6 Forgotten Sports Cars That Led to the Shelby Cobra
You’re unlikely to find anyone to take a stance against the Shelby Cobra being one of the most important cars in American motoring history, regardless of where the car’s chassis came from.
Still, Shelby didn’t derive the idea of dropping a V8 in a small roadster out of the (guardsman) blue. As an accomplished racer in his own right, he traveled the world, drove in the most legendary races, and saw the best the world had to offer in the realm of sports car engineering. Although built with vastly varying budgets, most of the cars below are essentially home-made concoctions built by men who would establish themselves as legends in automotive history.
They’re all byproducts of a golden era for garagistas, and in their own unique ways, they set the stage for Shelby to create his masterpiece.
1950 Fitch Model B, the “Fitch Bitch”
John Fitch was a race car driver-slash engineer who, among many other things, invented the Fitch Barrier system—those sand-filled barrels you see near overpasses that are designed to dissipate energy in a crash. In 1950, he picked up a Fiat 1100, swapped the original four banger for a 60 hp Ford flathead V8, then took things a step further and threw on the Crosley body that you see here. Fitch led an amazing life, including shooting down a Messerschmitt 262 with his P-51 Mustang; Art Evans wrote a fantastic pictorial history of him after his passing in 2012. It’s well worth a read.
1951 Cunningham C2-R
The Cunningham C2-R was part of Briggs Cunningham’s foray as a true manufacturer and came with its share of faults in terms of engineering—it tipped the scales at an obese 3400 pounds. It held promise, though, as an American roadster with a Chrysler V8 under the hood. Cunningham had previously tinkered with mixing and matching body, chassis, and engine combinations, and it’s no coincidence that he extended an offer to a friend and fellow racer with a similar cars-are-LEGOs past—one John Finch—to join the team.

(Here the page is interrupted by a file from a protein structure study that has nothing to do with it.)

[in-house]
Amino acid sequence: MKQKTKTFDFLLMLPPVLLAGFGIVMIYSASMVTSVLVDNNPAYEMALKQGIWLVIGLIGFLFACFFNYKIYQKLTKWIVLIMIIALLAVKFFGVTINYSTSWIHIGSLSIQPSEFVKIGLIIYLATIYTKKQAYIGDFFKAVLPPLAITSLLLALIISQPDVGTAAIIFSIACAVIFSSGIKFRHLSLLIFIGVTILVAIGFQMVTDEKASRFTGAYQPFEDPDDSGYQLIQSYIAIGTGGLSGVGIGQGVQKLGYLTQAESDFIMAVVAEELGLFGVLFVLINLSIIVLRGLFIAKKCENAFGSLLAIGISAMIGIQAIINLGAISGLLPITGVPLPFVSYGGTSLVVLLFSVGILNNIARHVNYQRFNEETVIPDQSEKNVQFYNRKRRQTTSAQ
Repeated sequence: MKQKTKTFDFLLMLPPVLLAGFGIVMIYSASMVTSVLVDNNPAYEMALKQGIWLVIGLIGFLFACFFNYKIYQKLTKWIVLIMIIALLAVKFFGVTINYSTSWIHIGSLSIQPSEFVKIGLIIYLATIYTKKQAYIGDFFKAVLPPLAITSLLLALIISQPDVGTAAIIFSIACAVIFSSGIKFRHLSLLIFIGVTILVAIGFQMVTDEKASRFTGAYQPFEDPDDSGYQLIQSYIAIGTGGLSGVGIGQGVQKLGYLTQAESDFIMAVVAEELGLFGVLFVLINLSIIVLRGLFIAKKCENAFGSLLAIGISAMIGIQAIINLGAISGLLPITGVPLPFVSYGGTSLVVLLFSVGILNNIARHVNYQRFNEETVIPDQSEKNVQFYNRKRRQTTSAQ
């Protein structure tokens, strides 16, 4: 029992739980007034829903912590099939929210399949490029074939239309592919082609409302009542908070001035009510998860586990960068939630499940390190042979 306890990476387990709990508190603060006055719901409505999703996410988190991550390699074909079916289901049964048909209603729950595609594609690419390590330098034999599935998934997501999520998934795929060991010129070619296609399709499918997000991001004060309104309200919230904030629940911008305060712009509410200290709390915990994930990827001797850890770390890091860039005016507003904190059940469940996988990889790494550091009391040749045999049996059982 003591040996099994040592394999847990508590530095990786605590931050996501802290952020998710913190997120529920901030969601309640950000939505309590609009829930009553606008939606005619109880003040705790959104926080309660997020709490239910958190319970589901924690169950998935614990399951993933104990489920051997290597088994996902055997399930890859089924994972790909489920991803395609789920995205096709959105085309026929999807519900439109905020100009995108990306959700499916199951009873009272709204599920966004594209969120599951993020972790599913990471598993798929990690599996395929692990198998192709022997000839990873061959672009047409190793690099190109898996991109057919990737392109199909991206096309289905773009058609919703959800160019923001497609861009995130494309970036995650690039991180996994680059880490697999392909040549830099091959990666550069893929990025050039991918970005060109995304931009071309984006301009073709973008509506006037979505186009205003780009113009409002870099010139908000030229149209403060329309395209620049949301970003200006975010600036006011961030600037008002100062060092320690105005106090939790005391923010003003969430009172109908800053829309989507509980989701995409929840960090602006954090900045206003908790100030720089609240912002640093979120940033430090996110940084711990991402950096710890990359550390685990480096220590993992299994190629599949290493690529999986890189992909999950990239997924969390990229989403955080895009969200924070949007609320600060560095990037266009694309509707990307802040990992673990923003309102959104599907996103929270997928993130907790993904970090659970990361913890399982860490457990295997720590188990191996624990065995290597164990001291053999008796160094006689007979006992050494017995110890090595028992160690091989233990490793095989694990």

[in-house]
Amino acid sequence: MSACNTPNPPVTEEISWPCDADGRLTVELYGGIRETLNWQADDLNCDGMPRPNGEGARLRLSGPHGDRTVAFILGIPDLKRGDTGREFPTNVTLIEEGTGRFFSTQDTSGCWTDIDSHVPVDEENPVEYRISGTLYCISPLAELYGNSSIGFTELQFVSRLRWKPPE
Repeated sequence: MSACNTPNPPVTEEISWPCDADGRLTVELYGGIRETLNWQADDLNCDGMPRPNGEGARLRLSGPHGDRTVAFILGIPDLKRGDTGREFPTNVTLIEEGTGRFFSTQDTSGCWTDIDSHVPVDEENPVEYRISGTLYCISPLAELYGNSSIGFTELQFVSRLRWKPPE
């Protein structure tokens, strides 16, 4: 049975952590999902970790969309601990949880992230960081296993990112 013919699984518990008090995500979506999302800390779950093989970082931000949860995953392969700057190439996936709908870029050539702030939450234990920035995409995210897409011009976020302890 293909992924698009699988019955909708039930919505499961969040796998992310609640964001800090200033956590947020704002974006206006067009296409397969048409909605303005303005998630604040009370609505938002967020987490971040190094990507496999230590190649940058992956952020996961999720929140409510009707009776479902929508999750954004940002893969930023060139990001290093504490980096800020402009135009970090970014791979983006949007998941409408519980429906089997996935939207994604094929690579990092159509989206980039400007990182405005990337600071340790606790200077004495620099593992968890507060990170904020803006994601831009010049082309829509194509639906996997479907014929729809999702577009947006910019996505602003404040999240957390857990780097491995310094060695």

It’s here for two very symmetrical reasons: those now classic racing stripes going down the front. As the legend goes, the stripes are an ode to the traditionally blue rail frames, that on a full bodied car like the C2-R, are obviously out of sight. Cunningham used these stripes on all sorts of cars in the 1950s and ‘60s, from Corvettes to E-Types. Of course, once Shelby began racing the Cobras, he inverted them, using Chevrolet White stripes over Guardsman Blue, and the rest is history.
1952 Cunningham C4-R
The C4-R took the promise that the C2-R held, and delivered in spades. It was very nearly 1,000 pounds lighter than the C2-R, and its performance in races responded accordingly. After a couple of years of disappointment, the only thing between the C4-R and outright victory at Le Mans was a little thing called the C-Type Jaguar, which was revolutionary in its own right. Ultimately, the C4-R proved the big engine, small roadster theory that seems so obvious today.
In the 1950s, John Tojiero built legendary chassis for teams like Lister and Ecurie Ecosse, and a gentleman racer by the name of Cliff Davis bought a Tojeiro, tossed in a Bristol straight six (essentially a pre-War BMW 328), and commissioned an aluminum-skinned body to mimic the Le Mans-winning Ferrari 166MM. The car was a blinding success on the race track, and Davis introduced Tojeiro to AC Cars, with the intent of producing them. Ultimately, Tojeiro sold the chassis design to AC, forming the basis of the Ace. In the end, he made £5 per chassis…for the first hundred chassis.
1953 AC Ace
Ok, so the Ace isn’t exactly forgotten, but today it lives on mostly for its Cobra offspring. When Tojeiro’s chassis was mated to a new, less overtly Ferrari-like body, the visual basis for the Cobra was almost complete. At first, the Ace was saddled with a 100 hp straight six designed just after the first World War, in 1919. Within a few years, it received a newer, slightly more powerful straight six but it still wasn’t enough. In Carroll’s own words, “I thought it was stupid to have a 1918 [sic] taxicab engine in what Europeans like to call a performance car, when a little American V-8 could do the job better.”
Combined with the C4-R’s proof of theory and Tojeiro’s fine chassis—and of course, 289 cubic inches of help from FoMoCo, the Ace is the end of the line.
Honorable Mention: Every Dean Moon Hot Rod and Drag Racer
It’s hard to overstate Dean’s importance on the American enthusiast scene. His Mooneyes speed shop undertook some of the most noteworthy engine swaps of all time, including shoving a Ford 429 into the Lincoln Futura Concept that George Barris turned into the original television Batmobile. Because Shelby’s LAX-adjacent facility wasn’t yet done, the very first Cobra, CSX2000 was completed at Mooneyes, in the same garage space at which you’re looking.